It’s all too easy to think “I’ll check the oil, coolant, brake fluid, screenwash next time” but sometimes you just keep putting it off and off. With ten minutes on the clock, grab a rag, pop the hood and check those fluid levels. Please do this when the engine is cold to save any nasty accidents with coolant and to make sure the oil level has settled in the sump.

7. Painting rusty brackets

This one is going to need to be done over a few days… but that’s ok, right? While you’ve been checking things out around your car you may have noticed some rusty brackets holding airboxes or other accessories. Grab a socket set, whip them off and give them a quick going over with a wire brush, ideally on a drill or power tool. With the parts free from rust apply a coat of primer and paint,  or a even treat your car parts to some RAPTOR to have them looking great again and lasting for many years to come.

8. Tyre Pressure Check

Regardless of whether your car is a daily driver, a track toy or its sat unused and unloved due to the recent lockdown restrictions, at some point, it will come to turn a tyre, and for best results, you’ll need some air inside! We won’t get stuck on the science regarding under or over inflation but needless to say, flat tyres will be rubbish to drive on, will potentially damage your tyres construction and longevity and probably be unsafe too. Grab a tyre pressure gauge and a pump and go check them now!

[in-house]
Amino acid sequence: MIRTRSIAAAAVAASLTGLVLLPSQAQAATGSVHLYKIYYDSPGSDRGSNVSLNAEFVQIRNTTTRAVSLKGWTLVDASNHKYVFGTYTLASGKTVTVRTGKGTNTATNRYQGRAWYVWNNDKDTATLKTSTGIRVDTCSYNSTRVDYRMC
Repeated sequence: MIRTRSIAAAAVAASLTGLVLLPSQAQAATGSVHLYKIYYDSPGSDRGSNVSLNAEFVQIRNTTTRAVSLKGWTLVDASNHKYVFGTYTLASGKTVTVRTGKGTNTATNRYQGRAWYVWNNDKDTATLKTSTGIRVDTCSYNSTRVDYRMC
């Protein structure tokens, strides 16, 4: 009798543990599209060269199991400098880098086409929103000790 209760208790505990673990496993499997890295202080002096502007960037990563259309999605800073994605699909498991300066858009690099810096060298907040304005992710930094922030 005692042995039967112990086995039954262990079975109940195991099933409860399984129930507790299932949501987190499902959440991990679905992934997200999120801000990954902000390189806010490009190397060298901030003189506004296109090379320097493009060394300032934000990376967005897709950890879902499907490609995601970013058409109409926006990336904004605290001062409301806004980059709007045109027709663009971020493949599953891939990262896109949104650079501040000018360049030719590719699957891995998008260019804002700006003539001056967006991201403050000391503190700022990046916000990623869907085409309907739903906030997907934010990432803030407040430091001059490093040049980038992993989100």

9. Restore your plastic headlamp lenses

If you have a late 90s – mid-noughties VW or Porsche with plastic headlamps you may have found the lenses have become cloudy. This is often advised on the MOT certificate, and of course, it will hamper the effectiveness of your headlights come night time. It is surprisingly easy to improve upon using no more than toothpaste! Small circular motions with a dab on a cloth will cut through the smokey surface and start to reveal clear plastic below. Proper restoration kits (and brand new headlamps) are of course available and are likely to be more effective – but as a ten-minute quick fix for free, try toothpaste first.